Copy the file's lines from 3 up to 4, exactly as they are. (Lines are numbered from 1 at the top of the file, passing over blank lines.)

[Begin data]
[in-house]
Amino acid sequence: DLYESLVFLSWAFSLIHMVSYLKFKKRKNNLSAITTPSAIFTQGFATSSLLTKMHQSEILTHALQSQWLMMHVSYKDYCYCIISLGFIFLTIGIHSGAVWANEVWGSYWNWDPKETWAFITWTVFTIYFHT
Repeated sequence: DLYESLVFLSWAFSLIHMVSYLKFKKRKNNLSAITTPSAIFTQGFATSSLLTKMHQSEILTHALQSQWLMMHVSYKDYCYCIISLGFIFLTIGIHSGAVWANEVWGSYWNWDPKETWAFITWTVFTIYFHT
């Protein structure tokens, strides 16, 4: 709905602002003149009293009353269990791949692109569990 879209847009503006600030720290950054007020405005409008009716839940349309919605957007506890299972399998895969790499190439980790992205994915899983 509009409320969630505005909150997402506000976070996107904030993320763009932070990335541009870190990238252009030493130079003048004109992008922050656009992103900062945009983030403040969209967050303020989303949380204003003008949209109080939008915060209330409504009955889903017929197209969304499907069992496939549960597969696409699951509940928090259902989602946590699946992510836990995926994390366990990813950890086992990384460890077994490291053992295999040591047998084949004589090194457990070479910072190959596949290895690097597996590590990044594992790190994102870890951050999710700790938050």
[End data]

Repeated sequence: DLYESLVFLSWAFSLIHMVSYLKFKKRKNNLSAITTPSAIFTQGFATSSLLTKMHQSEILTHALQSQWLMMHVSYKDYCYCIISLGFIFLTIGIHSGAVWANEVWGSYWNWDPKETWAFITWTVFTIYFHT
């Protein structure tokens, strides 16, 4: 709905602002003149009293009353269990791949692109569990 879209847009503006600030720290950054007020405005409008009716839940349309919605957007506890299972399998895969790499190439980790992205994915899983 509009409320969630505005909150997402506000976070996107904030993320763009932070990335541009870190990238252009030493130079003048004109992008922050656009992103900062945009983030403040969209967050303020989303949380204003003008949209109080939008915060209330409504009955889903017929197209969304499907069992496939549960597969696409699951509940928090259902989602946590699946992510836990995926994390366990990813950890086992990384460890077994490291053992295999040591047998084949004589090194457990070479910072190959596949290895690097597996590590990044594992790190994102870890951050999710700790938050």